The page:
Britain has “learned no lesson” since the Great Storm of 1987, weather experts warn

Great Storm of 1987

Winds reached 134 mph and caused billions of dollars in damage in 1987 (Image: Getty / Mirroxpix)

Britons “have learned no lesson” on climate change and could face worse weather than the Great Storm of 1987, experts have claimed.

Although it has been more than three decades since the powerful October 1987 storm ravaged across Britain, people still haven’t changed and need to sit up and listen to climate change, experts have claimed.

The storm killed 18 people as 100-mph gusts swept across the country.

There were significant transportation delays due to fallen debris on roads and train tracks, while some power and telephone lines were downed and thousands were left without power for more than 24 hours.

During the storm there were average wind speeds of 80 km/h in the south east of England.

Shoreham-by-Sea, West Sussex, experienced the maximum gust of 185 km/h.

The government’s former chief scientific adviser, Sir David King, told Metro.co.uk: “We have seen extreme weather events on a scale never seen before. Extreme heat and cold we’ve never had before, but that’s because we haven’t learned our lesson.

Former government scientific adviser Sir David King has warned Brits have yet to learn their lesson on climate change, 35 years after the Great Storm (Image: Gov.co.uk)

Former government scientific adviser Sir David King has warned Brits have yet to learn their lesson on climate change, 35 years after the Great Storm (Image: Gov.co.uk)

Sealink ferry on mainland through hurricane. Aftermath of Hurricane Storm, UK - Oct 1987. Mandatory Credit: Photo by REX/Shutterstock (139262j)

A Sealink ferry ran aground during the Great Storm of 1987 (Image: Rex)

A car crushed by a fallen tree after the Great Storm of 1987 on 17th October 1987 in England. (Photo by Georges De Keerle/Getty Images)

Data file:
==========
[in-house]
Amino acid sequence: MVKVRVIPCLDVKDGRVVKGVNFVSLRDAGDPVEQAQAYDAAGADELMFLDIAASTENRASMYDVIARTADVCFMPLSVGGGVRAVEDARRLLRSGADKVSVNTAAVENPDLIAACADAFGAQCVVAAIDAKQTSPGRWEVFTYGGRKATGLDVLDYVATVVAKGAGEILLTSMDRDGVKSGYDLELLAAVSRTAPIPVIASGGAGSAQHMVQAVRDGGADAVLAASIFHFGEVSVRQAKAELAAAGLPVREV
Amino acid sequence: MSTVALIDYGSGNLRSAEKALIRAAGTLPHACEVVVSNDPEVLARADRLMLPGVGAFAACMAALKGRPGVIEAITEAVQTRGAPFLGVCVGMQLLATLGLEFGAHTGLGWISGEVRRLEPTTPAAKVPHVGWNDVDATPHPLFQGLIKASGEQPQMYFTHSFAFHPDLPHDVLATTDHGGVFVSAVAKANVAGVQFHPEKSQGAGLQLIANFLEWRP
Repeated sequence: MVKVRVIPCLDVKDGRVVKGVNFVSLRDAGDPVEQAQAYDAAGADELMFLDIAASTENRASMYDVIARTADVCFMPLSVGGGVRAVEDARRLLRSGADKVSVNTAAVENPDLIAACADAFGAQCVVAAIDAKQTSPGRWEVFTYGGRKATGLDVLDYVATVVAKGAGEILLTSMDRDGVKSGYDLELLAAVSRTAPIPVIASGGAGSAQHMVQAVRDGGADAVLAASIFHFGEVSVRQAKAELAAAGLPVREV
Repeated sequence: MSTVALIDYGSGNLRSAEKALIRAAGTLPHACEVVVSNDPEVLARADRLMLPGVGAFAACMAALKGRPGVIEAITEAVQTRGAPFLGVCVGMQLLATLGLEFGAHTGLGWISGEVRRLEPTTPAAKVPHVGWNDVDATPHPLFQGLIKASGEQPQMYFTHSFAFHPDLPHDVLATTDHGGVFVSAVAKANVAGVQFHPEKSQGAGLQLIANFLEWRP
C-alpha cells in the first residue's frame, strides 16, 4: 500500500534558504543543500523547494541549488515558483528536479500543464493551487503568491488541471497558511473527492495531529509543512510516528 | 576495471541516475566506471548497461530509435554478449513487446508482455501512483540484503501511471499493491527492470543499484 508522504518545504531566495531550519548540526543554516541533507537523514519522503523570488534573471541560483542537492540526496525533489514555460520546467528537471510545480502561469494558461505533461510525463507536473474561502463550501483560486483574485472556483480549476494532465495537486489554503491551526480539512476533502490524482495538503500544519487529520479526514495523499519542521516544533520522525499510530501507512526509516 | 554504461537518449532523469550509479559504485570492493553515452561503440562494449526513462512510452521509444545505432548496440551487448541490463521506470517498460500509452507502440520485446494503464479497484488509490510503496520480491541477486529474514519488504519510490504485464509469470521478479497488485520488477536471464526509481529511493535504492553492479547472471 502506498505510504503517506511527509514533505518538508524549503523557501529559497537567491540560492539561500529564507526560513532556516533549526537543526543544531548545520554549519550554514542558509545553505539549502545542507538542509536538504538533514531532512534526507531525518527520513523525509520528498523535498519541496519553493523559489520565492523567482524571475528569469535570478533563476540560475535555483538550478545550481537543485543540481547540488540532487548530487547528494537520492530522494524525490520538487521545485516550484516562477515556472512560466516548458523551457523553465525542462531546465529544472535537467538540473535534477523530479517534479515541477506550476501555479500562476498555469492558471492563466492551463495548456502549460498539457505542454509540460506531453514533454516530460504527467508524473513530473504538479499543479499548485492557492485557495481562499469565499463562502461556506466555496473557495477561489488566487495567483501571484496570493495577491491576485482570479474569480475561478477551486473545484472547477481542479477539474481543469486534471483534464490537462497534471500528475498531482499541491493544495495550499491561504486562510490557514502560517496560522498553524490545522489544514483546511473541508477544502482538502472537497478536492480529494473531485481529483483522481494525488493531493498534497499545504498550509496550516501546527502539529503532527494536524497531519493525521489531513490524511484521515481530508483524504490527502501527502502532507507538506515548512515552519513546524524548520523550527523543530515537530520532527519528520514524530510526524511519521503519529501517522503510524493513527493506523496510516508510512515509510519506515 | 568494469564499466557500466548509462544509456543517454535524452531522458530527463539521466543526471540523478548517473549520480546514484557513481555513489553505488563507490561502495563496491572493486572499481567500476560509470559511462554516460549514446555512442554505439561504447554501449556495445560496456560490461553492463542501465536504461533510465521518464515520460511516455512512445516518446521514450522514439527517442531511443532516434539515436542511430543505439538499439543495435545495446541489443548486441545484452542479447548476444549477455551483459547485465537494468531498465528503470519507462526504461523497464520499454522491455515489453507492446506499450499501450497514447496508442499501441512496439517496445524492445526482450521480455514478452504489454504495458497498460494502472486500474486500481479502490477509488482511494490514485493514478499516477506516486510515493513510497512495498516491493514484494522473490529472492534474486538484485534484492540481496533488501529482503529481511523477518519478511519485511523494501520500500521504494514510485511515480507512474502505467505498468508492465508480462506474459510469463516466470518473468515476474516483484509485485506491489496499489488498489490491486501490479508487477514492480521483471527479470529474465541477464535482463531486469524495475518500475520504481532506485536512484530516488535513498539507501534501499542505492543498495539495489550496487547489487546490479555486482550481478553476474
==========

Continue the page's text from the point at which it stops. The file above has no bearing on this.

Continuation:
Many cars were destroyed by falling trees during the storm which cost £2bn (over £5bn in today’s money) (Image: Getty)

Aerial views of areas damaged by the Great Storm of 1987. Knole, Sevenoaks, Kent.

The top image shows the aftermath of the 1987 storm, while the bottom shows how the forest has recovered (Image: MHMVR)

The Great Storm October 1987, Storm damage Southcote, Reading, Berkshire, England 16th October 1987. The Great Storm 1987 occurred on the night of 15th/16th October 1987. An unusually strong weather system caused winds to sweep much of southern England and northern England met France. It was the worst storm to hit England since the Great Storm of 1703. Damage was estimated at £7.3 billion British Pounds (pounds). France 23 billion (francs). (Photo by Reading Post/Mirrorpix/Getty Images)

This car in Reading, Berkshire was badly damaged when a wall collapsed in the wind (Image: Mirrorpix)

Great Storm of 1987, Image shows flooding around Crane after the Great Storm of 1987, Wales, 18 October 1987. (Photo by Western Mail Archive/Mirrorpix/Getty Images)

Along with strong winds, the Great Storm brought flooding to some parts of Wales (Image: Mirrorpix)

MORE : What damage did the Great Storm of 1987 do?

MORE: Great Storm of 1987: How Eunice compares to one of Britain’s worst ever

“We are not doing nearly enough to ensure that these extreme weather conditions do not happen to us again in the future.”

Sir David was Permanent Special Envoy on Climate Change from September 2013 to March 2017.

Previously, he was the Government’s Chief Scientific Advisor from 2000 to 2007, during which time he raised awareness of the need for governments to act on climate change and was instrumental in founding the Energy Technologies Institute.

He said: “I think people haven’t quite learned their lesson yet, but they’re learning it pretty quickly now. But we’re still not doing enough.

“Information is being disseminated on a much larger scale today and the shocking events we are seeing now are all learning curves.

“I think the temperatures we’ve seen this summer; People need to start sitting down and moving even more.